Yeah, that’s where I’m editing at the moment.
So: It appears if I just put “Let ring” (really CC64…) on a single note as Attribute, it let’s it sustain exactly until the next note. If I turn it into a Direction, it sustains all following notes. This is exactly like Cubase, and like you said!
But: If I extend “let ring” further backwards, then Direction or Attribute don’t matter, the CC64 always stops after the the end of the line.
Good to know, thanks for the heads-up, I was going bonkers…

I’ll keep exploring…


Yes, I know. It’s unfortunate. I think of Playback Techniques as some sort of container where everything needed to produce a certain sound or trigger a certain effect is bundled, so it can be referenced by the actual written playing technique glyph in the score.
Without this, you’d have to set the appearance in the score and the playback in the same dialog (namely that of Playing Techniques), which could have gotten unwieldy.
I only have/had experience with Cubase so far, but I’m learning…


I don’t know anything about guitar music, but this shows that Dorico is treating the standard “let ring” articulation always as an attribute, which is correct IMHO

Meaning: do NOT damp this particular note and let it ring out.

What’s not so clear to me is what you mean by "extending it further backwards.

Or perhaps it’s a case of some egg on my face if this refers to vibrate only and nothing more


I’ve added a “let ring” playing technique to the guitar subsection, since I want everything in one place, and it’s more common than “l.v.”
The extender line (for lack of the correct term) is added once you add the marking to sequentially selected notes, like when you want one arpeggio to ring out, but not the next maybe.


You can always go back to “l.v” if you want to stick to convention, that’s not a big deal.

The comment about the extender line makes me wonder if you’re asking your player to strum the notes up or down? That would sound like an arpeggio with let ring, wouldn’t it? Like I said, I don’t know anything about guitar music, so…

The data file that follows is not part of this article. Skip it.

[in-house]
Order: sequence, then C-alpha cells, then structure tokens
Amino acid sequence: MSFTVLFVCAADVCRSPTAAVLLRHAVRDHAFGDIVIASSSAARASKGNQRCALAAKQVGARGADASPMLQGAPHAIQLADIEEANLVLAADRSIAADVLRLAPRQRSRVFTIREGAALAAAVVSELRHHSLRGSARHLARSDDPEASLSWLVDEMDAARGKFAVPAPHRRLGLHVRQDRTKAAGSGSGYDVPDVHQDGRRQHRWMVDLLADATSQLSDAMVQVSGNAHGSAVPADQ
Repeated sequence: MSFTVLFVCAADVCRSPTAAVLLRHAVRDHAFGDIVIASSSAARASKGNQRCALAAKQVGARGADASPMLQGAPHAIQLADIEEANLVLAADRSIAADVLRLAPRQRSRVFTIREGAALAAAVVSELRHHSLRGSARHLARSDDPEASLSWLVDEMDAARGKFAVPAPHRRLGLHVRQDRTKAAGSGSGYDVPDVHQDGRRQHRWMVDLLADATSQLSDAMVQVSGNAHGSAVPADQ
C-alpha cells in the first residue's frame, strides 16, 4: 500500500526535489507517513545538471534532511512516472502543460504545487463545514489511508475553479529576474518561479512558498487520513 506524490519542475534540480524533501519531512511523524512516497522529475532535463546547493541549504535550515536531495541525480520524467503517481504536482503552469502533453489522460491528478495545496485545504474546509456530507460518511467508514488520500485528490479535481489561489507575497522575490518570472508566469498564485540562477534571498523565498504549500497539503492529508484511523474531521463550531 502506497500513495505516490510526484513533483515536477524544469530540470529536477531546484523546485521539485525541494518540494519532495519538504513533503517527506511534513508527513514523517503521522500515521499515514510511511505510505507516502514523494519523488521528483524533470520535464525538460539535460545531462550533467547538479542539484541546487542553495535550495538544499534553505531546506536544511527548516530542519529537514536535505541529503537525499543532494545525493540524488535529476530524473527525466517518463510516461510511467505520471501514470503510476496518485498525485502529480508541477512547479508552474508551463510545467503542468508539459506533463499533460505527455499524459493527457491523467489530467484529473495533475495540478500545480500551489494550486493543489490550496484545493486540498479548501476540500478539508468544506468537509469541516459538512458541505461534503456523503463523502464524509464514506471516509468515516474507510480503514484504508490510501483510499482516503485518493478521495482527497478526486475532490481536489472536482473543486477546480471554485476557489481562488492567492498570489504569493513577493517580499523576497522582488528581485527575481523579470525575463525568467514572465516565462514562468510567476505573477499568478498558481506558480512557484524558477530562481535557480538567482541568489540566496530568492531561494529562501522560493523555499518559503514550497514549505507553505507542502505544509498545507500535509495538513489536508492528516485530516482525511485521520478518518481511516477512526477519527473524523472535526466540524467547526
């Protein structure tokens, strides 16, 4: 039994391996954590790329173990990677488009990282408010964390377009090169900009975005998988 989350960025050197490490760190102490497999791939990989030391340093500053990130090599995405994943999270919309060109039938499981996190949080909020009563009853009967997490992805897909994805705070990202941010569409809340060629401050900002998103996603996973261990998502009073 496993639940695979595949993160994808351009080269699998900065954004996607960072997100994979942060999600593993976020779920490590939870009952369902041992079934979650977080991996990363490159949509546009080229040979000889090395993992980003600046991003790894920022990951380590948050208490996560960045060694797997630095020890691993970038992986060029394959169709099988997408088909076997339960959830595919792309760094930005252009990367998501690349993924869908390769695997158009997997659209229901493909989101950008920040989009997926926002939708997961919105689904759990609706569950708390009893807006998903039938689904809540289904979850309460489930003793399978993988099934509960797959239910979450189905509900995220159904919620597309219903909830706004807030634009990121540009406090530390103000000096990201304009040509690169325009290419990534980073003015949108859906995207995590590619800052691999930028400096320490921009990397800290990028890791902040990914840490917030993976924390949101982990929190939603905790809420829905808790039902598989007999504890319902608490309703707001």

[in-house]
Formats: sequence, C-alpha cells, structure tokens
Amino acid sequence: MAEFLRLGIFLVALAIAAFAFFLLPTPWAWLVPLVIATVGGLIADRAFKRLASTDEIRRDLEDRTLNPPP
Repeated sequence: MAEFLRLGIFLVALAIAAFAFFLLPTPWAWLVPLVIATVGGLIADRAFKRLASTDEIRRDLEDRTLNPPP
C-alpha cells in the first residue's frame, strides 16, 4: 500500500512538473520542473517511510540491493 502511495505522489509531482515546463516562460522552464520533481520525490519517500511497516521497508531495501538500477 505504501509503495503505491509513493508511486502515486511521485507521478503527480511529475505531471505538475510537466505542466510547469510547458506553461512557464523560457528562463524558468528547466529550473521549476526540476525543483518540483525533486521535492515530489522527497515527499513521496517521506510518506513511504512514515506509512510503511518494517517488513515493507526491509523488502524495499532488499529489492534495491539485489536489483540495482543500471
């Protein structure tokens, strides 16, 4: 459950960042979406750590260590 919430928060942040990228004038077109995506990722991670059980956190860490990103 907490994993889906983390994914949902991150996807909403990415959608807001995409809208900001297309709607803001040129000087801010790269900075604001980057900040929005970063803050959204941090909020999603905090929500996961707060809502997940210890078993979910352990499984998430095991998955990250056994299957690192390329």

The first four notes would keep ringing, since the player would be instructed to keep the fingers on the fretboard, much like on a piano. In the second bar, you’d lift the finger off the string before you play the next note!
Picking/strumming direction doesn’t matter in this case… :wink:
And: The cool thing about this particular VST is that you can tell it to play it exactly like a real player would, in terms of position on the neck and all, which gives very different timbres… This I’ve got working already!


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:face_with_hand_over_mouth: Well, I hope someone who knows about guitars in Dorico would chime in!

The only other thing from existing setup I can think of right now is two types of “open” playback techniques (i.e. not muting). Open 1 is a direction and Open 2 is at attribute. In any case, my hunch is you’re looking for direction. And then you’d use “ord” or “natural” once you want normal playing to resume.

Now I’m curious, so would follow this thread to see where this goes…

But, it’s all working as it should, at least the “let ring” part!
I’ve found that, as soon as you use these extender lines, Direction or Attribute don’t matter anymore! Attribute is really the way to go in these cases.
So, I’ve got it working… :sunglasses:!


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After a period of frustration with my expression map project, I’ve made good progress today.

I’ll make sure to publish the map when it’s done…